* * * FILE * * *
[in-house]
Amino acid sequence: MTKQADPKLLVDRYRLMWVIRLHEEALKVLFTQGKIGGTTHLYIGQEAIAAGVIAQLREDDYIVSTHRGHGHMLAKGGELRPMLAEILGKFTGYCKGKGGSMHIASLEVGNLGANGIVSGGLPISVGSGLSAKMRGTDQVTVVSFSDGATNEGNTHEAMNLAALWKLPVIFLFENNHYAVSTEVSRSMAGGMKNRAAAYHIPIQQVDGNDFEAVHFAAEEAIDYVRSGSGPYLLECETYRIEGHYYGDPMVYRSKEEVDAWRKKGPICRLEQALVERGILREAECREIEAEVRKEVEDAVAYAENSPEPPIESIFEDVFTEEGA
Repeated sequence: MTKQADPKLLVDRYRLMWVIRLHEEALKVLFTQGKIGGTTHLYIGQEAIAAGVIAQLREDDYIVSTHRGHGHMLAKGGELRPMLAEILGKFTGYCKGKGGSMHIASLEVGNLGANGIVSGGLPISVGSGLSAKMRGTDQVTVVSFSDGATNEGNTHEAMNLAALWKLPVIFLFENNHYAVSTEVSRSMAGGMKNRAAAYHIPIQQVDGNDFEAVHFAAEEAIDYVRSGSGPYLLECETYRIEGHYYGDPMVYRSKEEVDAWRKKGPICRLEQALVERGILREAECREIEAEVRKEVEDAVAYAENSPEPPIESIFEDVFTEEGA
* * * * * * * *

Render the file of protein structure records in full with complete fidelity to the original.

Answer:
[in-house]
Amino acid sequence: MTKQADPKLLVDRYRLMWVIRLHEEALKVLFTQGKIGGTTHLYIGQEAIAAGVIAQLREDDYIVSTHRGHGHMLAKGGELRPMLAEILGKFTGYCKGKGGSMHIASLEVGNLGANGIVSGGLPISVGSGLSAKMRGTDQVTVVSFSDGATNEGNTHEAMNLAALWKLPVIFLFENNHYAVSTEVSRSMAGGMKNRAAAYHIPIQQVDGNDFEAVHFAAEEAIDYVRSGSGPYLLECETYRIEGHYYGDPMVYRSKEEVDAWRKKGPICRLEQALVERGILREAECREIEAEVRKEVEDAVAYAENSPEPPIESIFEDVFTEEGA
Repeated sequence: MTKQADPKLLVDRYRLMWVIRLHEEALKVLFTQGKIGGTTHLYIGQEAIAAGVIAQLREDDYIVSTHRGHGHMLAKGGELRPMLAEILGKFTGYCKGKGGSMHIASLEVGNLGANGIVSGGLPISVGSGLSAKMRGTDQVTVVSFSDGATNEGNTHEAMNLAALWKLPVIFLFENNHYAVSTEVSRSMAGGMKNRAAAYHIPIQQVDGNDFEAVHFAAEEAIDYVRSGSGPYLLECETYRIEGHYYGDPMVYRSKEEVDAWRKKGPICRLEQALVERGILREAECREIEAEVRKEVEDAVAYAENSPEPPIESIFEDVFTEEGA